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‘A Serbian Film’: Not torture porn
December 1, 2010 1:48 PM   Subscribe

A Serbian Film: Not “torture porn” but an allegory of civil war. Reputed to be a frightening, unwatchable movie reminiscent of torture porn, A Serbian Film (IMDB listing) is actually, according to Jim Henshaw, “exquisitely shot and beautifully designed.… There is no explicit sex and many of the worst horrors are clearly fake. This is not a film that panders to fans of horror or porn, but it definitely is about exploitation.… [T]en minutes in you realize what you are really watching is a re-creation of the Serbian experience of the Balkan wars…. The horrific scenes described above and others that I found far more unsettling are clearly the atrocities of the Balkan conflict moulded into horrific set pieces within the metaphor of a porn film gone horribly wrong.”
posted by joeclark (58 comments total) 11 users marked this as a favorite

 
Unless Dee Xtrovert has something good to say about this, I'll pass.
posted by Joe Beese at 1:55 PM on December 1, 2010 [5 favorites]


War is fucking disgusting. Your next door neighbor who has given you the nicest gifts might be the kind of guy in war to rape grandmothers for fun and bets.

People become different in war, and anything that demonstrates it, gets approval from me.

The less glamour it has, the more realistic a war portrayal is.
posted by hal_c_on at 1:55 PM on December 1, 2010


That review was fascinating, especially as he claims to have no time for the whole torture-porn road horror movies have gone down.
I'm not sure I see the value though, and won't be seeing it myself. If it's not made for fans of the grotesque to revel in, then what IS the point? Because nobody else will ever see it.

I guess what I'm saying is that torture-porn is probably a bad medium for conveying any serious message to a large audience. Seems obvious in hindsight. I have a very difficult time believing that the motives behind the film's creation were as pure and ungratuitous as the reviewer seems to feel they were.
posted by Stagger Lee at 2:00 PM on December 1, 2010 [2 favorites]


My father used to tell us some of the things that he would see while on in deployment, but ever since he went to Afghanistan and Iraq he's stopped talking to us about it. He won't even talk to my mother.
I always wonder, looking at him, what is inside that head. He's told terrible things- piles of bodies big enough that, from a distance, they look like huts. His friend being shot and falling, dead, on top of him.

I hope people see this film- if only to understand how terrible war is. That it isn't Call of Duty 2 or some big glory game. I think too many people believe that and they go into the military and then they see what it's really like and, by that time, it's too late and the damage is already done.
posted by lauratheexplorer at 2:02 PM on December 1, 2010 [5 favorites]


Every generation must have its Salo.
posted by Astro Zombie at 2:04 PM on December 1, 2010 [8 favorites]


I agree with Henshaw's take on the film, but I think "there is no explicit sex and many of the worst horrors are clearly fake" is a bit of a stretch. The scenes where the guy is screwing the woman and decapitates her while continuing to screw her, and the one with the gigantic dude raping a newborn infant, aren't exactly acted out by sock puppets. I guess there's no explicit sex or realistic violence in the film in the same way that there isn't explicit sex or realistic violence in Irreversible.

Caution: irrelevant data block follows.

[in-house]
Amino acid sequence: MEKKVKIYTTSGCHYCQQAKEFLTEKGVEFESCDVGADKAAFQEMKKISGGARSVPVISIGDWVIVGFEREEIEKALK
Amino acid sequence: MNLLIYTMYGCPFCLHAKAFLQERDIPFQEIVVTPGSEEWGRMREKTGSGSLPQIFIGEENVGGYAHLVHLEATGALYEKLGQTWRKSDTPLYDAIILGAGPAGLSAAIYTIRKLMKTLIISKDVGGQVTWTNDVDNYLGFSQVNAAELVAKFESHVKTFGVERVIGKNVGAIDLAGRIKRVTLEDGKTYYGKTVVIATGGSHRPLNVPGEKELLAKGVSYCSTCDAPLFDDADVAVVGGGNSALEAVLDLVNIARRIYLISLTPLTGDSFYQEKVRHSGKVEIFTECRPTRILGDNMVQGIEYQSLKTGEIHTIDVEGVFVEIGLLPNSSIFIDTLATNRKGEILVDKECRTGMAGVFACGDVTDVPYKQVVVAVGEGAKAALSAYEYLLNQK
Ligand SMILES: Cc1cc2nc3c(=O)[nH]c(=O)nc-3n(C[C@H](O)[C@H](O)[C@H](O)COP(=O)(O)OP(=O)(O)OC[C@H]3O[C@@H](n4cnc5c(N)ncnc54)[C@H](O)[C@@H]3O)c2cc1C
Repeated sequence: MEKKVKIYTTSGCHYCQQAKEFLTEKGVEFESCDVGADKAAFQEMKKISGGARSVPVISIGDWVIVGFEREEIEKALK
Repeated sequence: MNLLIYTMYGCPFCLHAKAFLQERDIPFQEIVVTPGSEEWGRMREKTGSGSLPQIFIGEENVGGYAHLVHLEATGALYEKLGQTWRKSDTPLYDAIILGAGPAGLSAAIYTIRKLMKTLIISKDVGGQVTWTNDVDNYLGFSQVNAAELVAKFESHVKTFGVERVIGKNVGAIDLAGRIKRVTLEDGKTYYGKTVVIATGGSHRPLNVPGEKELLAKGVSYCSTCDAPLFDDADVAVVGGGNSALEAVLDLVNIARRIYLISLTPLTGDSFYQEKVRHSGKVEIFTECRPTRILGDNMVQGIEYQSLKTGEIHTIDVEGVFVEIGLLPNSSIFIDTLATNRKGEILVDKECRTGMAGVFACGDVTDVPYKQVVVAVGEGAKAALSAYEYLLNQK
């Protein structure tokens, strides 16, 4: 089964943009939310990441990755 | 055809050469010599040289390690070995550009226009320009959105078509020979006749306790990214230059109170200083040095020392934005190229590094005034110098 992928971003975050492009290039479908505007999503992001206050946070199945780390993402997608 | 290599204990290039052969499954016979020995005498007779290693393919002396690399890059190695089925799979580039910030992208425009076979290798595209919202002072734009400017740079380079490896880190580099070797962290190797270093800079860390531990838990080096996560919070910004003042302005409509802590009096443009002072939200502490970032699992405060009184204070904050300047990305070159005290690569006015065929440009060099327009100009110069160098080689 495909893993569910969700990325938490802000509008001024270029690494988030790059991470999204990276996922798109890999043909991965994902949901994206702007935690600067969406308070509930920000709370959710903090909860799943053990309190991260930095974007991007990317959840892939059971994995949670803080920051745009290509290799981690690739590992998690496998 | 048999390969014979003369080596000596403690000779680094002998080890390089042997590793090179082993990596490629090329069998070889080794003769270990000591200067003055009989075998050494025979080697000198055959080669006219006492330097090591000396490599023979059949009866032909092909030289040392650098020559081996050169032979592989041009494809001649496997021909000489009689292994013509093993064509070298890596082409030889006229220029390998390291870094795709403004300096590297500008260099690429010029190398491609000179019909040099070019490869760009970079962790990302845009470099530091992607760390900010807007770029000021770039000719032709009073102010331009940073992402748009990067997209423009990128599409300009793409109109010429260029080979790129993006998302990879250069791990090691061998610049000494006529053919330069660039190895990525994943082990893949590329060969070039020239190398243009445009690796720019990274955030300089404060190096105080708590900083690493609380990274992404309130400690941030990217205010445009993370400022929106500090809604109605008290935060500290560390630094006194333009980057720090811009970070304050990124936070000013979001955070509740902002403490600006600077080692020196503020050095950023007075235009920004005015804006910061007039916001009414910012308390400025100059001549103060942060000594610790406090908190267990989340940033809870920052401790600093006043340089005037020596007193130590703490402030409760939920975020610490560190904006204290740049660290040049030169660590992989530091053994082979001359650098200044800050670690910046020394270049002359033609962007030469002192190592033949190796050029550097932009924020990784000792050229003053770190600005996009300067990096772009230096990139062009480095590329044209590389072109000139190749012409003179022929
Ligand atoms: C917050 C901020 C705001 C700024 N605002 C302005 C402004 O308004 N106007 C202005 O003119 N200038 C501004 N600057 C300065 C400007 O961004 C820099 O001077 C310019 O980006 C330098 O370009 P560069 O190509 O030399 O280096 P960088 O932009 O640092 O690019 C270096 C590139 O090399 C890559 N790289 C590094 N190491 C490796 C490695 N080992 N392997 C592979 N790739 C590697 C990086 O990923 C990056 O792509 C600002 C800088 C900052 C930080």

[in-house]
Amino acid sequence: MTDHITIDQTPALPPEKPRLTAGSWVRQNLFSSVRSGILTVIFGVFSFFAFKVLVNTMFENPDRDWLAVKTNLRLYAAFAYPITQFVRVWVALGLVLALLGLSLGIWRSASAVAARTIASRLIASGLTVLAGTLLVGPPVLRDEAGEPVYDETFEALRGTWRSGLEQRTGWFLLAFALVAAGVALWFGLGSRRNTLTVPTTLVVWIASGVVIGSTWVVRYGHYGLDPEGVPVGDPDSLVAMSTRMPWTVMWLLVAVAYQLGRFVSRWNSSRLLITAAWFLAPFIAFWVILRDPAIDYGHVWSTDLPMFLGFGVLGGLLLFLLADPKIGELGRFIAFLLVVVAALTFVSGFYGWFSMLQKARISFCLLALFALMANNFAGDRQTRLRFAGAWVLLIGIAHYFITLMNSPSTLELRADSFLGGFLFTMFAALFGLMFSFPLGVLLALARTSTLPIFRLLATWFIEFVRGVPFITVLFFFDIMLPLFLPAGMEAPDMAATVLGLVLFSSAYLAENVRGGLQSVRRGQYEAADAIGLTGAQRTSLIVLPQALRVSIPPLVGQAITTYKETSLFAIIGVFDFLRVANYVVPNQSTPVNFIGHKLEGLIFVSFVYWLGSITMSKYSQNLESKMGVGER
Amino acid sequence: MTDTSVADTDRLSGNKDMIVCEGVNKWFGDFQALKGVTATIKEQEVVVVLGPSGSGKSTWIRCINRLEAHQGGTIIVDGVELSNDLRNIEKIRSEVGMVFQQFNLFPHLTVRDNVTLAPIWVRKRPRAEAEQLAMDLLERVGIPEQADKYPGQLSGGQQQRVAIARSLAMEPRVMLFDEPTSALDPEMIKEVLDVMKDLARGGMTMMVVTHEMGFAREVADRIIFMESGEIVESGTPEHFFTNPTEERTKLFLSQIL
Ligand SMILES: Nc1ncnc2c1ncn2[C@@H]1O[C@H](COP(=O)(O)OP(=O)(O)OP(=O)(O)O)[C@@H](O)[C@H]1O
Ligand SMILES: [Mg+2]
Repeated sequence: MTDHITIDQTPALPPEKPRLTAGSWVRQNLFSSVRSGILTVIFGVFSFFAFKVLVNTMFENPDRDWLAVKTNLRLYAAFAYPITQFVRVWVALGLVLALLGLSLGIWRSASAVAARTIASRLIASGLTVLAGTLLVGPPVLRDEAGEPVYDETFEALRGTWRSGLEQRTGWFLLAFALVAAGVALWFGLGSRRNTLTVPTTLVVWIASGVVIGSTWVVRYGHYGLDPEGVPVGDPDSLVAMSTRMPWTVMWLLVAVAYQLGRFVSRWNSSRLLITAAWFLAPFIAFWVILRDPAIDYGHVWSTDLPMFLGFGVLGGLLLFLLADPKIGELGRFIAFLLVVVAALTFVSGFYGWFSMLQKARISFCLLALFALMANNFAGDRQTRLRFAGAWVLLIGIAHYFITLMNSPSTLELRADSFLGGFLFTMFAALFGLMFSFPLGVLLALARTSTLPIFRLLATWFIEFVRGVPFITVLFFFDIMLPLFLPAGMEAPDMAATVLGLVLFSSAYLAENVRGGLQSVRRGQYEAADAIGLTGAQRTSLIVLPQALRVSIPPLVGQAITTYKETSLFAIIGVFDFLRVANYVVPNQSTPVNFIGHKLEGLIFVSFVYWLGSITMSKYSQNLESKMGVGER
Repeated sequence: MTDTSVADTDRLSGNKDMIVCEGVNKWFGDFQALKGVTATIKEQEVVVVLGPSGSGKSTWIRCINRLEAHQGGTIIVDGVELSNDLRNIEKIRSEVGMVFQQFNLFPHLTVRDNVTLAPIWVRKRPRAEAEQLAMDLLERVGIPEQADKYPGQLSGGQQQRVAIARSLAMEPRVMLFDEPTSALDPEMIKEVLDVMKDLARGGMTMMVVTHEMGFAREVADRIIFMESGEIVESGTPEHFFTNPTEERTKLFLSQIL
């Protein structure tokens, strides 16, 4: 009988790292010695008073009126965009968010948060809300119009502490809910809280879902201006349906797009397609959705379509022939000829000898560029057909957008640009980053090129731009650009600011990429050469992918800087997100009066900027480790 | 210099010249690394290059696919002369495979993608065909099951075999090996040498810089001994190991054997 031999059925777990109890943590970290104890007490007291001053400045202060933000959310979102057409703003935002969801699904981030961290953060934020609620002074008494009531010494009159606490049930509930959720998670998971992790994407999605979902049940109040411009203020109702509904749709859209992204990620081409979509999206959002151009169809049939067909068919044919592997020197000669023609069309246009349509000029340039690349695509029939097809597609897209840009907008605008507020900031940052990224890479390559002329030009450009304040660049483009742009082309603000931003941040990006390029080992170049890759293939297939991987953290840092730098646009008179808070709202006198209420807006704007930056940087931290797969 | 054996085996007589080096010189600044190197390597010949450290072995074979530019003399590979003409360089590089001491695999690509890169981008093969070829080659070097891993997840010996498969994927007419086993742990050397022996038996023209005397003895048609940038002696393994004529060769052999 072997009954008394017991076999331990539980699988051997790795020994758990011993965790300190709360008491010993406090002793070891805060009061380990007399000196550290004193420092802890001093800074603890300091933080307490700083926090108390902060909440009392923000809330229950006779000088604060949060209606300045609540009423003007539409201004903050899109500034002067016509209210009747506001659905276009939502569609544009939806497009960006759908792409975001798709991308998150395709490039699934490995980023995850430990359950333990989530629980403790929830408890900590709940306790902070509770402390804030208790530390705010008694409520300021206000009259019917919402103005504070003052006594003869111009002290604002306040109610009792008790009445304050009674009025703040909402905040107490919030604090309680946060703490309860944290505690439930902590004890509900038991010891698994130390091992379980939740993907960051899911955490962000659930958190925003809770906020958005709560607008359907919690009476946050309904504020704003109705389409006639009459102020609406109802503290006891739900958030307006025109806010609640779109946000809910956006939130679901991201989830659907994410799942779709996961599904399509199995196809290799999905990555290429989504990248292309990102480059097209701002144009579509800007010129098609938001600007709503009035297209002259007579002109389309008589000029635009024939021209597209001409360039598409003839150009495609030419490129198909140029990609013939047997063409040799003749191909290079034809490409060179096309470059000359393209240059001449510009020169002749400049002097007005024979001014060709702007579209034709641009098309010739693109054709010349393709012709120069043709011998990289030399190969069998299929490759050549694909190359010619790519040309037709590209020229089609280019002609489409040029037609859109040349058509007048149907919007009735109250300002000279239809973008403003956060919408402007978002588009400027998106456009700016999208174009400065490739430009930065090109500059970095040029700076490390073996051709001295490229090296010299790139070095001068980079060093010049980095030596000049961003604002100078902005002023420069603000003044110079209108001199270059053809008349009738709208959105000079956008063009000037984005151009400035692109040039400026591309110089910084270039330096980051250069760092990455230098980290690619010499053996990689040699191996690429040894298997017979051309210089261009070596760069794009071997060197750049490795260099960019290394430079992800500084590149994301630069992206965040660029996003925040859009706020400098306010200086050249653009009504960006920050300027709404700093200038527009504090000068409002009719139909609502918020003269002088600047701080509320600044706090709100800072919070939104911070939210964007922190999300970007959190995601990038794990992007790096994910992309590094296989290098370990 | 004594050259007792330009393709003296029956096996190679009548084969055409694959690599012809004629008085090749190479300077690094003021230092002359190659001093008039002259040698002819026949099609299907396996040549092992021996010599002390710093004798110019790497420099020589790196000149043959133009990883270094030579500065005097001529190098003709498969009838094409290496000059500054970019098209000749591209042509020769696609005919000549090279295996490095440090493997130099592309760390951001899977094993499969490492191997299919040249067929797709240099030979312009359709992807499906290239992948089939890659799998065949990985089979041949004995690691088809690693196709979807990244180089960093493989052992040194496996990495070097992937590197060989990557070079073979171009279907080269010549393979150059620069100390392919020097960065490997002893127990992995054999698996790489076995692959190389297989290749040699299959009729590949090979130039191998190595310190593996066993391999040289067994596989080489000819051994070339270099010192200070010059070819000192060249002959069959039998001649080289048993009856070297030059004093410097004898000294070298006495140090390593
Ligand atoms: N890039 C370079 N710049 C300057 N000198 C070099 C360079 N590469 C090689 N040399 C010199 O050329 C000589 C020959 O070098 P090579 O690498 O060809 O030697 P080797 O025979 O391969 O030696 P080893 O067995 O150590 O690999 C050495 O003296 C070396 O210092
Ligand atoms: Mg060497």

posted by Pants McCracky at 2:06 PM on December 1, 2010


There is no explicit sex and many of the worst horrors are clearly fake.

Ugh. I've watched this movie (well, not quite all of it -- I skipped some of the middle) and that is a totally untrue statement, unless Henshaw saw a different version.

I understand the war metaphor and either read or watched a (translated) interview with the director (it was awhile back), who despite his eloquence did not do a particularly good job convincing me that it was anything but torture porn.

Truly one of the most awful things I've ever seen. It disturbed me so much that I saw it when I tried to go to sleep that night. And not because I was haunted by the imagery or the message -- [TRIGGER ALERT] but because I watched a scene where the main character sodomizes his son TO DEATH. (Oh, and then there's a scene where they do a snuff film...horrible. Just horrible.)
posted by cowboy_sally at 2:06 PM on December 1, 2010


Oh, and yeah...the newborn scene. Just...ugh.
posted by cowboy_sally at 2:07 PM on December 1, 2010


So, I was interested as to what the big shocking thing in this movie is. I hate the whole torture porn genre, but I'm pretty steeled to "shocking" things.

From what I could gather on IMDB and Google. This is it.

I will pass. Forever.
posted by lattiboy at 2:08 PM on December 1, 2010


On preview: I should've just said a baby gets raped.
posted by lattiboy at 2:09 PM on December 1, 2010


Yeah, anyone who wants to see the film should just google Serbian Film screener -- that's how I found it.
posted by cowboy_sally at 2:10 PM on December 1, 2010


Geez. This thread is beginning to veer towards torture porn.

Feeling a sick that I read this far. cowboy_sally, I appreciate the trigger alert in your comment.
posted by salishsea at 2:13 PM on December 1, 2010


I always wonder where the line is, if there is a line, between showing scenes of reality in an effort to warn or educate and showing so much that it has a negative or even opposite effect.
posted by Avenger50 at 2:13 PM on December 1, 2010 [1 favorite]


This film is just 8MM made by people who have no idea what the concept of "restraint" is. The only interesting thing about it is, how good (technically) it looks and sound - especially for a first time project, especially from a wartorn Eastern Block country.